Wellness News 6-14

Compiled by Deana M. Newman

Courtesy of Centers of Disease Control and Prevention

o    FACT #1: Over 20.8 million United States citizens, aged 20 and older, have diabetes. 

o    FACT #2: Minorities are at least twice more likely to develop Type 2 diabetes than Caucasians.

o    FACT #3: The incidence rate of death due to diabetes complications is twice that of people                 without diabetes and within the same age group.
    Diabetes mellitus is a disease in which too much sugar or glucose is stored within the blood stream as a result of the body’s inability to use the sugar as energy.  When food is consumed and transformed into the sugar energy source, the pancreas excretes the insulin hormone to aid the body in metabolizing sugar.  However, if the body is unable to make enough insulin or can not use its self-produced insulin adequately, the amount of sugar in the blood accumulates to dangerous levels depriving the tissues and organs of oxygen.
    There are three types of diabetes.  Type-1 diabetes, known as insulin-dependent diabetes mellitus (IDDM), is normally diagnosed in children, teenagers, or young adults and occurs when the body’s own immune system attacks the pancreas ceasing the production of insulin.  Type-2 diabetes, known as non-insulin-dependent diabetes mellitus (NIDDM), is the most common type in all age groups.  It occurs when the body does not use its self-produced insulin properly causing the pancreas to overwork and eventually unable to maintain the demand of insulin production.  The third type is gestational diabetes which is a form of glucose intolerance diagnosed during pregnancy. 
    If not tightly controlled, many complications may arise in a diabetic patient.  Heart disease, stroke, high blood pressure, blindness, kidney disease, neurological damage, gum disease, poor blood circulation, and pregnancy complications.  As reported by the CDC, each year over 80,000 amputations are performed as a result of diabetes.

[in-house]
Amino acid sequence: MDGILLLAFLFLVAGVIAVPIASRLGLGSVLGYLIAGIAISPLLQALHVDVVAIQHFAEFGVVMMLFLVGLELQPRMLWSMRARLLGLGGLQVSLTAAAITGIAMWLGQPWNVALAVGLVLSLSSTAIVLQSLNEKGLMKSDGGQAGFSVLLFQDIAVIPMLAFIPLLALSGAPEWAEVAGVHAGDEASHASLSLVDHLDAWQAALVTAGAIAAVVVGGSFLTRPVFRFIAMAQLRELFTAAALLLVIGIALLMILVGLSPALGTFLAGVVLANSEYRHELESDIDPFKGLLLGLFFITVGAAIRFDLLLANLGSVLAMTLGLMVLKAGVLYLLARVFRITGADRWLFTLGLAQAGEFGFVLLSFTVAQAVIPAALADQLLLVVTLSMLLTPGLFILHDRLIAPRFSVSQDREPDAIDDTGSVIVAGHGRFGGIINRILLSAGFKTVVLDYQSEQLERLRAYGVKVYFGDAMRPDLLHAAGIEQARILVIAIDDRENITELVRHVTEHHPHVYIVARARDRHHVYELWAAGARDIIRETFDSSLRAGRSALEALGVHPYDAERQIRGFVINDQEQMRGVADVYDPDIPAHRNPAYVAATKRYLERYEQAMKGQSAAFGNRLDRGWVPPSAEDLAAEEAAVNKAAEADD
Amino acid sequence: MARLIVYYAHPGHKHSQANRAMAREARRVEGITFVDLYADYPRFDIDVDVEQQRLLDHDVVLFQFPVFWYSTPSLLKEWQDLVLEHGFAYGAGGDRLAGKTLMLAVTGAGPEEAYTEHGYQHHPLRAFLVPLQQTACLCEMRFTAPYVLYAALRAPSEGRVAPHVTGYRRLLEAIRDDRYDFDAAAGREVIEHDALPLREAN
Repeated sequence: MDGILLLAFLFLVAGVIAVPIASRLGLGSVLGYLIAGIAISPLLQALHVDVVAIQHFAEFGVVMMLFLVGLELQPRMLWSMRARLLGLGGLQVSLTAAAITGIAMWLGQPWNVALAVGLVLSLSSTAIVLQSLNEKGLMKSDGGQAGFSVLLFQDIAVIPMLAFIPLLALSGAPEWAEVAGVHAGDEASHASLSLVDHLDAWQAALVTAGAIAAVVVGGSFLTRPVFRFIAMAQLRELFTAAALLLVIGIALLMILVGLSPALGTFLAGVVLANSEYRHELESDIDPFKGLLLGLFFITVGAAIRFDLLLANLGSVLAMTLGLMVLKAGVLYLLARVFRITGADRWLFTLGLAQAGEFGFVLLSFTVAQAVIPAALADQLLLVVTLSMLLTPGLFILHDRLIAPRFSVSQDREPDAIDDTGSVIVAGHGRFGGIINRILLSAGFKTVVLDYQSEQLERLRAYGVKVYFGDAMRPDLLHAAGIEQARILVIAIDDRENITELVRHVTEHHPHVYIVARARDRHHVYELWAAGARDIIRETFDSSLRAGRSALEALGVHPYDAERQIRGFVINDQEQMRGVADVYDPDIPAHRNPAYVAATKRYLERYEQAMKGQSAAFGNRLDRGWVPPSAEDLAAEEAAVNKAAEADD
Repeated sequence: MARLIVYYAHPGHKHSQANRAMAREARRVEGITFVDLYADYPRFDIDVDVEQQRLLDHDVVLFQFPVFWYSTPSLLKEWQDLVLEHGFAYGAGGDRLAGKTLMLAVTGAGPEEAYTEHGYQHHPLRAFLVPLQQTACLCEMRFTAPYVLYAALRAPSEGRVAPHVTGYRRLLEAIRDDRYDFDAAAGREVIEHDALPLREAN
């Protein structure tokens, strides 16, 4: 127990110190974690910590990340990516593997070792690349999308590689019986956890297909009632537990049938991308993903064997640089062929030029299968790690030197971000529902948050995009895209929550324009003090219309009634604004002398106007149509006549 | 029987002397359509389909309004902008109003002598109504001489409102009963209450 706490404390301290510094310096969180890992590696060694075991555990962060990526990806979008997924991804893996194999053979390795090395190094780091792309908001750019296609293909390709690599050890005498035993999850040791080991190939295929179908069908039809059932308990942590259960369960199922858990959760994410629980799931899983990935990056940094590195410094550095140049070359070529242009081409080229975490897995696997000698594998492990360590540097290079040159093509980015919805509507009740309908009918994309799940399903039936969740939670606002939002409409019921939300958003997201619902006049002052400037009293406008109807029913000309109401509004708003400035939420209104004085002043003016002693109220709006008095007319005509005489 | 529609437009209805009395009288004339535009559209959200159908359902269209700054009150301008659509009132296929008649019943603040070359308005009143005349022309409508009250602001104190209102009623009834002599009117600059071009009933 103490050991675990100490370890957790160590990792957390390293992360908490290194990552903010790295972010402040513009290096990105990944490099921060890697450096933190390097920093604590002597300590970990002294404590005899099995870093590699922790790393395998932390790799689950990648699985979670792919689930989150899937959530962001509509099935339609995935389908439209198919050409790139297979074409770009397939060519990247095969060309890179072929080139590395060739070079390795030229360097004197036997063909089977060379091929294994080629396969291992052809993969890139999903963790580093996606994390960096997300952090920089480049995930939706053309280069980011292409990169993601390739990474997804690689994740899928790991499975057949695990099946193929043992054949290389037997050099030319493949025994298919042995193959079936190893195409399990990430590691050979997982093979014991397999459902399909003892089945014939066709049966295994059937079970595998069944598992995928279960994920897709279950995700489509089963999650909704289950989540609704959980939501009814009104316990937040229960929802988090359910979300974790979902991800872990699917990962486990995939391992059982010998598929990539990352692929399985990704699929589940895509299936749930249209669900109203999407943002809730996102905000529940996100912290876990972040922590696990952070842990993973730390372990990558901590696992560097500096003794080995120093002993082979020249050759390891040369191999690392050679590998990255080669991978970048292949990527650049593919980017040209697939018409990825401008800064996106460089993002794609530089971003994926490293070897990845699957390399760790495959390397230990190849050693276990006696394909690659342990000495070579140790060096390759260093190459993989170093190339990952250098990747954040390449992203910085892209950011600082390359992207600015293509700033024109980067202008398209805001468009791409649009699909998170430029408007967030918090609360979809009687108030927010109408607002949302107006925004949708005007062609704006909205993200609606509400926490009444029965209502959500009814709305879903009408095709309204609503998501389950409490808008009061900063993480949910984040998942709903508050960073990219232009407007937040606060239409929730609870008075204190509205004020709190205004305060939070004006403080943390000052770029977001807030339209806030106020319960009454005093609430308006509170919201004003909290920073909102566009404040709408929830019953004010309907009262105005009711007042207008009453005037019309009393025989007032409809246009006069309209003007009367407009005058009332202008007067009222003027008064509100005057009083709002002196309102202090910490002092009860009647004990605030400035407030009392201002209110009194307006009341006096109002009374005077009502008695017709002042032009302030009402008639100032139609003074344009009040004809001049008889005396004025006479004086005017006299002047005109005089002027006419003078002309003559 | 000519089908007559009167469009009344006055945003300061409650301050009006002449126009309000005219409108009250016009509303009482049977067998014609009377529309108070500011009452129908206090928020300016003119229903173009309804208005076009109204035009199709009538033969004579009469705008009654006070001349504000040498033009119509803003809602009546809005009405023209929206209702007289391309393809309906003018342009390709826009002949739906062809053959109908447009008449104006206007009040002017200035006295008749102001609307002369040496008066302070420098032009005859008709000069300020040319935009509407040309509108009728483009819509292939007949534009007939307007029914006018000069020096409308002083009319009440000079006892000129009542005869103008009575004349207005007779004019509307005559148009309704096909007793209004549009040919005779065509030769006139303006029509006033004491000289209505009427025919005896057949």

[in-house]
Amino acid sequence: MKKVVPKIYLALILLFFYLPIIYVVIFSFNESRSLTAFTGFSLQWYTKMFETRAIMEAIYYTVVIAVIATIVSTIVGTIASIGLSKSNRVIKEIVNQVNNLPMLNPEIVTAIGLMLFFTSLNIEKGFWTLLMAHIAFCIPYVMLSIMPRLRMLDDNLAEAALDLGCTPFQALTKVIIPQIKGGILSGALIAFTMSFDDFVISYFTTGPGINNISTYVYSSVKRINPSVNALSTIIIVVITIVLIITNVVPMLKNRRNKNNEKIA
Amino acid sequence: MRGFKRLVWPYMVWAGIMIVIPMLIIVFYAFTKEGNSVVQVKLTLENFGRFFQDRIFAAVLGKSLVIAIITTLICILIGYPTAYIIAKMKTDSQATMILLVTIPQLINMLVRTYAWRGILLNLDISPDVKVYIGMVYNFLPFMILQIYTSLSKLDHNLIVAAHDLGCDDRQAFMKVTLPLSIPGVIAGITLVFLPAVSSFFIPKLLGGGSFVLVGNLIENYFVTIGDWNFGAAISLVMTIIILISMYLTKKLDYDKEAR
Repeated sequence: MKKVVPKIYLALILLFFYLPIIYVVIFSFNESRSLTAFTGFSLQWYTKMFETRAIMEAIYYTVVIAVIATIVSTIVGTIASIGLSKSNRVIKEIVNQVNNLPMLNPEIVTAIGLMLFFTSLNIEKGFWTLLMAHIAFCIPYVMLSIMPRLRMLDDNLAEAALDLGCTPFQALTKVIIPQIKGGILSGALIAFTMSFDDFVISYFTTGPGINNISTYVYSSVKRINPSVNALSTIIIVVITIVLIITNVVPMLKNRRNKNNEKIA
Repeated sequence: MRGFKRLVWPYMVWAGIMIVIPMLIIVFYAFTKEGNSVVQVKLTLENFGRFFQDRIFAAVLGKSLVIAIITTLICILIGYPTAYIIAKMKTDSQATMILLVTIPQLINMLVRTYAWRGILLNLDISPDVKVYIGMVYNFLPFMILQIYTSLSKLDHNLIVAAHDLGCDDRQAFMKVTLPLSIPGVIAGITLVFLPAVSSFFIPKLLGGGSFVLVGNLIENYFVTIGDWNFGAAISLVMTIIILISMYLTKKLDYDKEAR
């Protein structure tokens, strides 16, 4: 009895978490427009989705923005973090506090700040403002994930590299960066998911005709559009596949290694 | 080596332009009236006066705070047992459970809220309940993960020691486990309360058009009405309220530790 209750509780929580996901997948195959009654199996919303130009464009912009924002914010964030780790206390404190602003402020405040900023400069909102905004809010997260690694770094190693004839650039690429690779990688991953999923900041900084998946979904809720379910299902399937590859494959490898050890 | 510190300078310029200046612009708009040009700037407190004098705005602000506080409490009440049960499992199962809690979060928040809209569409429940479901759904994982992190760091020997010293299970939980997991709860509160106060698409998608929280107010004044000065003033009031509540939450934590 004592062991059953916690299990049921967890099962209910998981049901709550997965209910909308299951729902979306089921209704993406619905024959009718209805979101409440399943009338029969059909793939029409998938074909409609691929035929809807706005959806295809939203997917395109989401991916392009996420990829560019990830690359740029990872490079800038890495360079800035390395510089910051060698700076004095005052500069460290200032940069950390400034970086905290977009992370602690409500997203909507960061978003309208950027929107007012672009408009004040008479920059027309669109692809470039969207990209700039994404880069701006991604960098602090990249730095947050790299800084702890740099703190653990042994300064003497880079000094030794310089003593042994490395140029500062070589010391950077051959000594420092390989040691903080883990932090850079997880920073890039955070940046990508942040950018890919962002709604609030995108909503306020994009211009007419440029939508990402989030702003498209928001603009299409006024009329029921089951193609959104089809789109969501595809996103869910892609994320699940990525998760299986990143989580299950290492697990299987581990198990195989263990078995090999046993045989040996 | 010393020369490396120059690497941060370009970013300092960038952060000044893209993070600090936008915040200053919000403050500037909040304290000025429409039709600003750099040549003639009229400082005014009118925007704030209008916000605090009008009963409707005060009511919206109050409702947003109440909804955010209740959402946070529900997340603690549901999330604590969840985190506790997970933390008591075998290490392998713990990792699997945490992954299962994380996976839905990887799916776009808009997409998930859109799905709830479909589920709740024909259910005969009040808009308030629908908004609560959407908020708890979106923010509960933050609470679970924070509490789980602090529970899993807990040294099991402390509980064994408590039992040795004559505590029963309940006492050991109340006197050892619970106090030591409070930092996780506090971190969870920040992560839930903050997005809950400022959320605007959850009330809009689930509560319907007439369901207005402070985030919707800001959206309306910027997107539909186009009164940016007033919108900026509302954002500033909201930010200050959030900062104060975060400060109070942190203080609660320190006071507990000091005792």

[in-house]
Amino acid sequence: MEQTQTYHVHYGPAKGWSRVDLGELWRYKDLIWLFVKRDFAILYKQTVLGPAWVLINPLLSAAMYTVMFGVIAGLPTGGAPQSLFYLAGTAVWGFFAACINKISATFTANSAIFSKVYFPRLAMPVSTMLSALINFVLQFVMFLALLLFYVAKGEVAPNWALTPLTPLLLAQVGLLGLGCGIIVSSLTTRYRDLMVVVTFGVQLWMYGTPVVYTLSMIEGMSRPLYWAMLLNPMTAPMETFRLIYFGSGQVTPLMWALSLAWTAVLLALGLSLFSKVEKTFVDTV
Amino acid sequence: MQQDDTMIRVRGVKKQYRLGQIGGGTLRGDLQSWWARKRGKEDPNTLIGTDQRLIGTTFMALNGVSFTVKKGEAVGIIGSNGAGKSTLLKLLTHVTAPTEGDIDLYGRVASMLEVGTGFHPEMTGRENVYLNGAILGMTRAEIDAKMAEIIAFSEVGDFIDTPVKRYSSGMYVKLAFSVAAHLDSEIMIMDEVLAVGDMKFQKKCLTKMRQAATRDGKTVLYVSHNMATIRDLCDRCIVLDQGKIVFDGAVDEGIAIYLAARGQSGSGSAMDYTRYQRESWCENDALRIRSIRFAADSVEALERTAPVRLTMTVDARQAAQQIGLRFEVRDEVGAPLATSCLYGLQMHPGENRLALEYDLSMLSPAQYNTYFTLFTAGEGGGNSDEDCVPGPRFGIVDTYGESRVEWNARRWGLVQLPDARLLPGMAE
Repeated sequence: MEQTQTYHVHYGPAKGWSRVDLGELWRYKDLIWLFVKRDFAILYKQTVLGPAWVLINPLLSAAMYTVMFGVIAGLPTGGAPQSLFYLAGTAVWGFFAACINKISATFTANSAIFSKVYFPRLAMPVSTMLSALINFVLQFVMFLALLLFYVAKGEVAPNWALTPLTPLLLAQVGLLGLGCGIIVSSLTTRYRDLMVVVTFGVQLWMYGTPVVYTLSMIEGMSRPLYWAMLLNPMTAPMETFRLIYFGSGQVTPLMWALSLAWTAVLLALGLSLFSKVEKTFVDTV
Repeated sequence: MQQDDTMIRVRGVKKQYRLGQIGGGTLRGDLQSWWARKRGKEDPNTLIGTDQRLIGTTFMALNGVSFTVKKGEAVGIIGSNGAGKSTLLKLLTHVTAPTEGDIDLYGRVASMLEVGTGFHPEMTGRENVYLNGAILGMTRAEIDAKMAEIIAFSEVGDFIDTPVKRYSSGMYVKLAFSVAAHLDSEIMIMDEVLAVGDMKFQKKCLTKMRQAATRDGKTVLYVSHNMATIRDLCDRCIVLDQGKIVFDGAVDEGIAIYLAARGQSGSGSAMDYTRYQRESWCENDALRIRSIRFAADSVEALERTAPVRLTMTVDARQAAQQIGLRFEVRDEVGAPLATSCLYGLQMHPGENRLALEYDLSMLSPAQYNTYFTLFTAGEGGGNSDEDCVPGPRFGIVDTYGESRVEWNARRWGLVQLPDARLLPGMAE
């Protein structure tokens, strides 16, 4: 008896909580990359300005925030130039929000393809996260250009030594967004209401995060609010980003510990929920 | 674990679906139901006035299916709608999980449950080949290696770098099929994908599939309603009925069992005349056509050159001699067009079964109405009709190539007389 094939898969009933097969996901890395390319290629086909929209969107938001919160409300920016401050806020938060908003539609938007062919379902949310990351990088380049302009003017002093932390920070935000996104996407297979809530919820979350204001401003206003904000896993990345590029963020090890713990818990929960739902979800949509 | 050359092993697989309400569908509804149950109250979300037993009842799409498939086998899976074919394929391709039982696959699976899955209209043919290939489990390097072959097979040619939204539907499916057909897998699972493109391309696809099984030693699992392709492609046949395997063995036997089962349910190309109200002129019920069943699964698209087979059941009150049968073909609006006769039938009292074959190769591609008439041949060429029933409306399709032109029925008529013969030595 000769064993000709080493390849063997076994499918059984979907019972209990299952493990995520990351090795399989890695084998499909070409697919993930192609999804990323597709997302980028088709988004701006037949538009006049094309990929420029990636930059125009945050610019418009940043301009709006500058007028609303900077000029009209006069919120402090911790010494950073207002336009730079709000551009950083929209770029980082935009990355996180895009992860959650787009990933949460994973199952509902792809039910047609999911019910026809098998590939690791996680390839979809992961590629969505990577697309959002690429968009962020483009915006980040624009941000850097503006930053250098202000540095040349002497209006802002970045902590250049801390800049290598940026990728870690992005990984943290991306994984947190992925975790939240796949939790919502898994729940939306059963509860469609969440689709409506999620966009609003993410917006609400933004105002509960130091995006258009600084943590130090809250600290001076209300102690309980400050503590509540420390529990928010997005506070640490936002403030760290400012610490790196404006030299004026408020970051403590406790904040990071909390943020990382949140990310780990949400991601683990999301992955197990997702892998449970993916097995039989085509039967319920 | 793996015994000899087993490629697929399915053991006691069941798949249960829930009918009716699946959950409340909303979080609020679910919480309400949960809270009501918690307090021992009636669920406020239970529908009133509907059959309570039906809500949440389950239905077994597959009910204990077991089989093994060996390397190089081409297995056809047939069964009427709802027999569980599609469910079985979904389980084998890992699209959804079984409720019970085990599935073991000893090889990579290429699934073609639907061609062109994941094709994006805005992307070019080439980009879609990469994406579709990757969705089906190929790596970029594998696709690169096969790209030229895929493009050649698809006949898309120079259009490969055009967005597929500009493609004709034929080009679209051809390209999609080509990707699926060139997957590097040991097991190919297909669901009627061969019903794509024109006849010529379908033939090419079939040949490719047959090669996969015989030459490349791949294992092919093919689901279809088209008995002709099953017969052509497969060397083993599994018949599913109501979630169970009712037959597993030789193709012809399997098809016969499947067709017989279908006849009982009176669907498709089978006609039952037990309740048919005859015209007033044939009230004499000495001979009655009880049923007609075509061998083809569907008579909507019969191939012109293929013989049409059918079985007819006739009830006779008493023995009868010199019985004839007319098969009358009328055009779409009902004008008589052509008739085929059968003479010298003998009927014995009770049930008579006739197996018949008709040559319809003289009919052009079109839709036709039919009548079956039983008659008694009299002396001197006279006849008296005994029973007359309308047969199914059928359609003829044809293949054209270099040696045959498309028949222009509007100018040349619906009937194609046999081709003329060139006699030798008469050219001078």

Are you at risk for diabetes? 

    The following is a list provided by the American Diabetes Association (ADA) to determine an individual’s risk for diabetes.  If any of the following applies, then you are at a higher risk for the disease:
o   Age greater than 45 years
o  Diabetes during a previous pregnancy
o   Excess body weight (especially around the waist)
o     Family history of diabetes
o     Given birth to a baby weighing more than 9 pounds
o     HDL cholesterol under 35
o    High blood levels of triglycerides, a type of fat molecule (250 mg/dL or more)
o     High blood pressure (greater than or equal to 140/90 mmHg)
o     Impaired glucose tolerance
o     Low activity level
o     Poor diet
o    Either of African-American, Hispanic American, or Native American origin
What are common symptoms of diabetes?
o     Frequent urination
o     Excessive thirst
o     Unexplained weight loss
o     Extreme hunger
o     Sudden vision changes
o   Tingling or numbness in hands or feet
o     Feeling very tired much of the time
o     Very dry skin
o     Sores that are slow to heal
o     More infections than usual.
    If you or a loved one has been diagnosed as a diabetic or borderline diabetic, it does not mean you have to become a victim of the condition.  Taking medication as prescribed by a physician, eating fresh fruits and vegetables, whole grain foods, lean and skinless meats, non-fat dairy products, drinking water and calorie-free beverages, and most importantly practicing portion control are pertinent in preventing and controlling diabetes.  The Diabetes Prevention Program (DPP) conducted a federally funded study of 3,234 participants at high risk for Type 2 diabetes which demonstrated by losing five to seven percent of overall body weight through 30 minutes of exercise five days per week and eating a healthy diet can significantly delay and possibly prevent the disease.   
    For more information on diabetes awareness and to locate your local ADA office, contact the American Diabetes Association at 1-800-DIABETES (1-800-342-2383) or visit www.diabetes.org.

Deana Newman is currently a Cardiovascular Perfusionist at Sparrow Hospital and a Master’s candidate in Health Communications at Michigan State University.   

Pregnancy/ Diabetes Education
Two hour group class for women who have developed diabetes during pregnancy.
9am to 11am
Location: Sparrow Professional Building Suite 340
Summary: This class includes information on control of gestational diabetes, nutritional needs during pregnancy and monitoring your blood sugar during pregnancy. Physician referral is required.
For more information on the class and cost (covered by most insurances), call the Sparrow Diabetes Center at 517.364.5955.Weekly classes